Our Coast’s History: Shell Castle Island

The “Shell Castle Island” pitcher, 1805-1810, Liverpool, England is an advertising medium for what was once the center of maritime trade for northeastern North Carolina. Photo: North Carolina Museum of History

About two and a half miles north of Portsmouth Island, Shell Castle Island barely manages to rise above the waters of Pamlico Sound. Now owned by the Audubon Society, except for some nesting seabirds, there isn’t much there. The Cedar Island Ferry passes close by, taking advantage of Wallace Channel.

Wallace Channel, named for one of the island’s early owners, may be the last reminder of a time when that patch of sand was the center of maritime trade for northeastern North Carolina and the remarkable role it played in the early history of the United States.

Little evidence remains of the entrepôt, the distribution and storage facility in the middle of Ocracoke Inlet. On very rare occasions, a creamware pitcher with a transfer print of Shell Castle Island in its heyday will be found. As far as anyone knows, it is the only visual representation of “Governor” John Wallace’s domain.

John Wallace was never an elected official, and was certainly not the governor of North Carolina. He was a ship’s pilot sailing from Portsmouth Village, and it would seem a very good one. That skill is what brought him to the attention of John Blount, a wealthy and powerful North Carolina merchant and businessman.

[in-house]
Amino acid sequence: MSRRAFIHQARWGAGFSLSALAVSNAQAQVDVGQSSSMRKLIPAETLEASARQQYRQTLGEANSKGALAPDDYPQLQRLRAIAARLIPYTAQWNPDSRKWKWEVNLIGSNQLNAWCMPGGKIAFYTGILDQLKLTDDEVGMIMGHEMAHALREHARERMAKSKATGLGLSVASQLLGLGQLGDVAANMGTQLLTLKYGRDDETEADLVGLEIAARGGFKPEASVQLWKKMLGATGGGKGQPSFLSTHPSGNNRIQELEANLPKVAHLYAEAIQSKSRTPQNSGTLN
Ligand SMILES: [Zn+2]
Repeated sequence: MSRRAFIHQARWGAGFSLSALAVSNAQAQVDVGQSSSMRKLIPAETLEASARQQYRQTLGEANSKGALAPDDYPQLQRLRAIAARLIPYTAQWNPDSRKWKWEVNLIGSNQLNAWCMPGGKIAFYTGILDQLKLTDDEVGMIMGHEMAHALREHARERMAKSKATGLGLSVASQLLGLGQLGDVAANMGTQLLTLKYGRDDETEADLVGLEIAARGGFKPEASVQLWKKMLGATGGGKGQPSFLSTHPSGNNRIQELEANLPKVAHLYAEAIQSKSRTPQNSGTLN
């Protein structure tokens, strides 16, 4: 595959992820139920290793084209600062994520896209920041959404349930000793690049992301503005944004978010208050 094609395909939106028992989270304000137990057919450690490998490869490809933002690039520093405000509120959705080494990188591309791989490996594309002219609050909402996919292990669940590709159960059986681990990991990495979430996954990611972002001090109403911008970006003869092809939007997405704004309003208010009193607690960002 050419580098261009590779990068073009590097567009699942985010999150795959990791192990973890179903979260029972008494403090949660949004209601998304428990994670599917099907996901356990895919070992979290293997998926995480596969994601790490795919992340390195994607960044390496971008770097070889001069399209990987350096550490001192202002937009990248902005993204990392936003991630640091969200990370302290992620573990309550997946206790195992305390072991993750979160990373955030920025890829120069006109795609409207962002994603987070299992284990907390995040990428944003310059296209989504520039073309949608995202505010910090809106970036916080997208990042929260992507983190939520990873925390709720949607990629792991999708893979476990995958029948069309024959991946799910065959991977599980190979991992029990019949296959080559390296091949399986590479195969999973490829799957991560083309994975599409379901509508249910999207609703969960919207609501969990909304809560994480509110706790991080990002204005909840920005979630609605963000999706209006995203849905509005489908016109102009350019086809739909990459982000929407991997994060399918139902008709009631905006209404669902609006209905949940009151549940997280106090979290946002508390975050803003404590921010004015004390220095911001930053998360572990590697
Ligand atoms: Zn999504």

Blount and his brothers, Thomas and William, operated a mercantile business in the port city of Washington on the Tar River. Opened in 1783, business was booming as trade flowed into the newly formed Untied States of America.

John Gray Blount, oil on canvas: N.C. Museum of History

Washington, 80 miles east on a straight line from Ocracoke Inlet, had become one of the busiest ports in the state. Wilmington, with its deep water, serviced the southern part of the state, but the coastal towns of northeastern North Carolina could only be reached by crossing the sounds behind the Outer Banks, and the only way into the sounds was through Ocracoke Inlet.

The inlet, however, was difficult to navigate with a shifting bar and uncertain channels. After crossing the bar, most oceangoing ships had too deep a draft for the shallow waters of the sounds and had to be lightered, or off-loaded, onto smaller ships designed for the Inner Banks. Lightering and piloting services were provided from Portsmouth Village or Ocracoke.

Despite more than 100 years of experience piloting and lightering ships, there wasn’t much to recommend Ocracoke Inlet or the two villages connected to it.

“Other than piloting and fishing the only business operating at Ocracoke following the Revolution was a tavern at Portsmouth,” Phillip McGuinn wrote in an unpublished master’s thesis on Shell Castle Island on file at East Carolina University.

After the American Revolution, the Blount brothers moved quickly to establish a trading and business network that spanned the Atlantic Ocean.

“By the 1790s the Blounts managed a far-flung business, trade, and land speculation empire whose spokes radiated out from North Carolina to western lands in Tennessee and Alabama and trade networks reaching Boston, New York, Philadelphia, Baltimore, Norfolk, and Charleston; the Danish, Dutch, French, and British islands in the West Indies; and Europe,” David and Anne Whisnant wrote in a study prepared for the National Park Service.